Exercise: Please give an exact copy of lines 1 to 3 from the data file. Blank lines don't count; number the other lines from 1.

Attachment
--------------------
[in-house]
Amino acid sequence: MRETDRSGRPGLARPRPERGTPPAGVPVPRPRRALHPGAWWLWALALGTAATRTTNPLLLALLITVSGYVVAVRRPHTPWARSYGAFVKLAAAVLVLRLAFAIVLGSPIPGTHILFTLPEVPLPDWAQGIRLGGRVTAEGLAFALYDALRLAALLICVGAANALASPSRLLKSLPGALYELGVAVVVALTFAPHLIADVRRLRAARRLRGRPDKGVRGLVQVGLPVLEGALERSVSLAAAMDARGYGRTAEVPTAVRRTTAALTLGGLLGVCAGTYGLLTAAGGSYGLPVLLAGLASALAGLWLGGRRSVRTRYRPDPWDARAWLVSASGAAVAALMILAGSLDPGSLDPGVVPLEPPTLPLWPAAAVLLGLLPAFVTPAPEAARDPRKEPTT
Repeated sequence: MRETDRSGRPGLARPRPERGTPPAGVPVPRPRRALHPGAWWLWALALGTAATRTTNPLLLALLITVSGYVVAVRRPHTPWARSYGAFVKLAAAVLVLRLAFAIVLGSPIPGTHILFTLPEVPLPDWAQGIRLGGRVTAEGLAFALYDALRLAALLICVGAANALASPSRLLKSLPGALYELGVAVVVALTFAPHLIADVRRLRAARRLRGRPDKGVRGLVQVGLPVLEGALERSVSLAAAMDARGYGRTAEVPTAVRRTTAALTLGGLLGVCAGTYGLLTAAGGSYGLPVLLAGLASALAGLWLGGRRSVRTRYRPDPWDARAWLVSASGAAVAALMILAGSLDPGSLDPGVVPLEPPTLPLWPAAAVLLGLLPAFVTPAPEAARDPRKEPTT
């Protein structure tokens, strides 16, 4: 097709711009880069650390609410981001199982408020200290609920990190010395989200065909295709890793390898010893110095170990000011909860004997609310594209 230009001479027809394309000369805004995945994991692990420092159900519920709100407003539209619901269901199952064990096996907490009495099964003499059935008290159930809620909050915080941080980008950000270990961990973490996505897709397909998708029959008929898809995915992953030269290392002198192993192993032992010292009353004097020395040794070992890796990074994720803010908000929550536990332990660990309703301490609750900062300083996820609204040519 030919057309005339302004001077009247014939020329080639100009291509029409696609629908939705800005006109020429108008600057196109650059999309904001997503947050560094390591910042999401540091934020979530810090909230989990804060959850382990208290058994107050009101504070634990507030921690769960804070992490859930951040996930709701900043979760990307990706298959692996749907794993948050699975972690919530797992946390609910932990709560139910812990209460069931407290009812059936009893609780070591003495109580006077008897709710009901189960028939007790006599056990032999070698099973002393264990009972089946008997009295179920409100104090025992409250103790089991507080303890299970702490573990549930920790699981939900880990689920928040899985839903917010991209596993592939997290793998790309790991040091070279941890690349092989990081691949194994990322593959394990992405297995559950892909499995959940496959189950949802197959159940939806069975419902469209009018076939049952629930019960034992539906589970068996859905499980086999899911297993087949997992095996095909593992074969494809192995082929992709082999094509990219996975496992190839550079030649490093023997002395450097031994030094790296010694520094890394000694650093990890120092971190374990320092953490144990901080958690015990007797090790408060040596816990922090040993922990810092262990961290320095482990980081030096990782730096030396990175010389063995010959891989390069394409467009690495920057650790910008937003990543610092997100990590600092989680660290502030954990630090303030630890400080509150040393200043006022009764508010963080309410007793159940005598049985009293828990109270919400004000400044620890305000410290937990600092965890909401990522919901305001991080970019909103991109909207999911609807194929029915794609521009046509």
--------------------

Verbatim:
[in-house]
Amino acid sequence: MRETDRSGRPGLARPRPERGTPPAGVPVPRPRRALHPGAWWLWALALGTAATRTTNPLLLALLITVSGYVVAVRRPHTPWARSYGAFVKLAAAVLVLRLAFAIVLGSPIPGTHILFTLPEVPLPDWAQGIRLGGRVTAEGLAFALYDALRLAALLICVGAANALASPSRLLKSLPGALYELGVAVVVALTFAPHLIADVRRLRAARRLRGRPDKGVRGLVQVGLPVLEGALERSVSLAAAMDARGYGRTAEVPTAVRRTTAALTLGGLLGVCAGTYGLLTAAGGSYGLPVLLAGLASALAGLWLGGRRSVRTRYRPDPWDARAWLVSASGAAVAALMILAGSLDPGSLDPGVVPLEPPTLPLWPAAAVLLGLLPAFVTPAPEAARDPRKEPTT
Repeated sequence: MRETDRSGRPGLARPRPERGTPPAGVPVPRPRRALHPGAWWLWALALGTAATRTTNPLLLALLITVSGYVVAVRRPHTPWARSYGAFVKLAAAVLVLRLAFAIVLGSPIPGTHILFTLPEVPLPDWAQGIRLGGRVTAEGLAFALYDALRLAALLICVGAANALASPSRLLKSLPGALYELGVAVVVALTFAPHLIADVRRLRAARRLRGRPDKGVRGLVQVGLPVLEGALERSVSLAAAMDARGYGRTAEVPTAVRRTTAALTLGGLLGVCAGTYGLLTAAGGSYGLPVLLAGLASALAGLWLGGRRSVRTRYRPDPWDARAWLVSASGAAVAALMILAGSLDPGSLDPGVVPLEPPTLPLWPAAAVLLGLLPAFVTPAPEAARDPRKEPTT